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The Glory of Suffering

“May the Lamb that was slain receive the reward of his suffering!”[1]. This is what a pair of Moravian missionaries cried out as they sailed away to sell themselves into slavery to preach the gospel to those who had never heard it. This story may seem extreme to some. However, God actually requires sacrifice of this kind, and even more, according to His Word. In fact, every mighty man or woman of God that was used in the Bible had to suffer through great trials and tribulation. It is a prerequisite that every believer endure testing and persecution to prove one’s faithfulness. God is just and he is not a respecter of persons (Ref. Rom. 2:11). If the decision is made to follow Him, we will go through many trials and tribulations. As Peter states, “That the trial of your faith, being much more precious than of gold that perisheth, though it be tried with fire, might be found unto praise and honour and glory at the appearing of Jesus Christ,” (1 Pet. 1:7) [3].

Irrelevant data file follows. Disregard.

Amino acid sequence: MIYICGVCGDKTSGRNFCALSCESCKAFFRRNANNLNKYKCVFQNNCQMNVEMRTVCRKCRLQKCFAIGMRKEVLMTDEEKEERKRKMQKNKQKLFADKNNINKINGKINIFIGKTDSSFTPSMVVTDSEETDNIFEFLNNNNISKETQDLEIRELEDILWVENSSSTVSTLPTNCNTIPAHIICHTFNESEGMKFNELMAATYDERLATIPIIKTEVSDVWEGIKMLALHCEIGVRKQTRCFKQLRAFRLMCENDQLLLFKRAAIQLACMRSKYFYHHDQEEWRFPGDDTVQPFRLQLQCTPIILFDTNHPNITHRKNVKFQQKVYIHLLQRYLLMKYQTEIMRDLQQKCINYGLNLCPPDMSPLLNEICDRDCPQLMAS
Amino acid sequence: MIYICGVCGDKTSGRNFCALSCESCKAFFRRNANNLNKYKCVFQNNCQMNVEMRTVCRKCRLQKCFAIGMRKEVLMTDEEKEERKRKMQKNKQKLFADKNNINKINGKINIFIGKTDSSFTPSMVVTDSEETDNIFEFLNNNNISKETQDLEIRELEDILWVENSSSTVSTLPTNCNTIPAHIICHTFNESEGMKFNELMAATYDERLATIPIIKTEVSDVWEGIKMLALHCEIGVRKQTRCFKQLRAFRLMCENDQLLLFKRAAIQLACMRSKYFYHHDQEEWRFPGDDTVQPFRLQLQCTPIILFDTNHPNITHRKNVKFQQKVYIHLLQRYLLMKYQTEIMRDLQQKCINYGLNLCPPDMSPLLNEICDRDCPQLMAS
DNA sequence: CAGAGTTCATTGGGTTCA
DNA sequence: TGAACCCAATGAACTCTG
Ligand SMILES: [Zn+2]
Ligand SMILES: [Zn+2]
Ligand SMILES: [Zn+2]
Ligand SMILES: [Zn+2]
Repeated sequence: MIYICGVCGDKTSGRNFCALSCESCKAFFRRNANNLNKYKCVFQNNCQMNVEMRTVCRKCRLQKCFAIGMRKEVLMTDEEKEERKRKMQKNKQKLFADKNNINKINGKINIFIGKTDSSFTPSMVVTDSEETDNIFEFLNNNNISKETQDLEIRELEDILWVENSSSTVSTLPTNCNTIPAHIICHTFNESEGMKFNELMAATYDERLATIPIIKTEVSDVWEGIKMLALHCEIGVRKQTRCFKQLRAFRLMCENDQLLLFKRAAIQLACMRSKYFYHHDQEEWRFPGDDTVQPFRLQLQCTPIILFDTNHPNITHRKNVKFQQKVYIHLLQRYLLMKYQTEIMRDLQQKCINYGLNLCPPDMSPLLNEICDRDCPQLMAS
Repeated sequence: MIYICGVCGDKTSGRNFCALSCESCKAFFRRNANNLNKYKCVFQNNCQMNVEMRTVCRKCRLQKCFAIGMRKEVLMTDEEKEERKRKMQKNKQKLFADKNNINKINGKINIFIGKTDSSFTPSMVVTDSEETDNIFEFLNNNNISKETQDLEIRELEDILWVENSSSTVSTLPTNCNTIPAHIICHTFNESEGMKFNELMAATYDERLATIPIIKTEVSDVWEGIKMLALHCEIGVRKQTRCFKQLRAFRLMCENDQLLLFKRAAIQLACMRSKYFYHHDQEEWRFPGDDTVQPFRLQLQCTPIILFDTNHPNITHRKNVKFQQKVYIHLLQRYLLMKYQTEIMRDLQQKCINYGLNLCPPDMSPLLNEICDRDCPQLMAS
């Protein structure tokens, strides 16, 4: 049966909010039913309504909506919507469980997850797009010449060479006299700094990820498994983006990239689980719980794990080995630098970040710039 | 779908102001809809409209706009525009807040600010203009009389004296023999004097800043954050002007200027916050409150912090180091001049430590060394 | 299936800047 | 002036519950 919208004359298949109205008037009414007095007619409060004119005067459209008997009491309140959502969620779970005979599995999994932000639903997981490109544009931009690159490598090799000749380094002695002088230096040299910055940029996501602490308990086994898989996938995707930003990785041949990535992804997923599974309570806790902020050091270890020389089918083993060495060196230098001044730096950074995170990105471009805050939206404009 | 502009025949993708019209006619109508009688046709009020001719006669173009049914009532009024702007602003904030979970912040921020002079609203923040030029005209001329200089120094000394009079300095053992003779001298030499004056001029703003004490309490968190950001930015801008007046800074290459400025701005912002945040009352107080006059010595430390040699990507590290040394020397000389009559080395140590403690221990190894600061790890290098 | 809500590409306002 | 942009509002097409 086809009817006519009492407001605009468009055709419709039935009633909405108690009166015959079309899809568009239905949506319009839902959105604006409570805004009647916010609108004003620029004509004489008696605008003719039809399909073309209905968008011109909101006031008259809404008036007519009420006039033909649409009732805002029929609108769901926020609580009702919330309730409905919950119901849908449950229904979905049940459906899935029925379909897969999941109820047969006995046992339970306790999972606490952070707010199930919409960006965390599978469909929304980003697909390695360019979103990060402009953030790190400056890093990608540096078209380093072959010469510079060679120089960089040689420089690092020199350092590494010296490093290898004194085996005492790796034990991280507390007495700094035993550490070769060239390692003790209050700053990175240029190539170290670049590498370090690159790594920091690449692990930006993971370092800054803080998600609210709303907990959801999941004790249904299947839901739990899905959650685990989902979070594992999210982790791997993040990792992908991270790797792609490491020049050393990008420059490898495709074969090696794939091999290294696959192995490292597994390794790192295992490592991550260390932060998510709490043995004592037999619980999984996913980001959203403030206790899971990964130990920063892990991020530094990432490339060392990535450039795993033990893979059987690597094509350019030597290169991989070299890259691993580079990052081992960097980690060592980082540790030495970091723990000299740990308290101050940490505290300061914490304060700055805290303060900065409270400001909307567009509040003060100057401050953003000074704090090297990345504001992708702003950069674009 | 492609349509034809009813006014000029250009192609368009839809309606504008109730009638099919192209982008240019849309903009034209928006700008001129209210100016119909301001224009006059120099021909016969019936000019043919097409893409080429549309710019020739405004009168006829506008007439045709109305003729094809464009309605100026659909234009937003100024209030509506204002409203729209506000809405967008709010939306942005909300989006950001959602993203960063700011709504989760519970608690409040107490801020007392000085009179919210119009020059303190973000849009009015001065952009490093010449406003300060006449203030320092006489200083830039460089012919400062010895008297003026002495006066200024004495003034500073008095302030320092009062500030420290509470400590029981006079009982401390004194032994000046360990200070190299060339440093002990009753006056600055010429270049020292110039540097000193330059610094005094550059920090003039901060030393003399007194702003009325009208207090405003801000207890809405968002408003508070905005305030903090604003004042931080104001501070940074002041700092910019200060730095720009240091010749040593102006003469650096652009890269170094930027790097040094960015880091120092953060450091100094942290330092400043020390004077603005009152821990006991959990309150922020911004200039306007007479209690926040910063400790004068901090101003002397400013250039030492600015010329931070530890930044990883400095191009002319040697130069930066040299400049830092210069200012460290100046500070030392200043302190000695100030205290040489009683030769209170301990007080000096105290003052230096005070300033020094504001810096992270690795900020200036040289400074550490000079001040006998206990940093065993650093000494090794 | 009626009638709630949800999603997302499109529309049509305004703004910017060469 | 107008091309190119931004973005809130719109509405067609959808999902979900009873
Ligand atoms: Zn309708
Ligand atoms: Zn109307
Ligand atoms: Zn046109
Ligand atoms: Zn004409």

As the ultimate sacrifice, Jesus gave his life as an example of what every believer could ultimately face. When we said yes to Jesus, a covenant was made that agreed this life was no longer our own and all would be forsaken. There must be a preparation within our hearts, souls, and minds that at whatever the cost we will do anything we are asked of by God. We are not exempt from partaking in the sufferings with Christ (Ref. 1 Pet. 4:13). The account of Job in the Bible is a renown example of how Christians must withstand and bear persecution.

The account of Job in the Bible is a renown example of how Christians must withstand and bear persecution.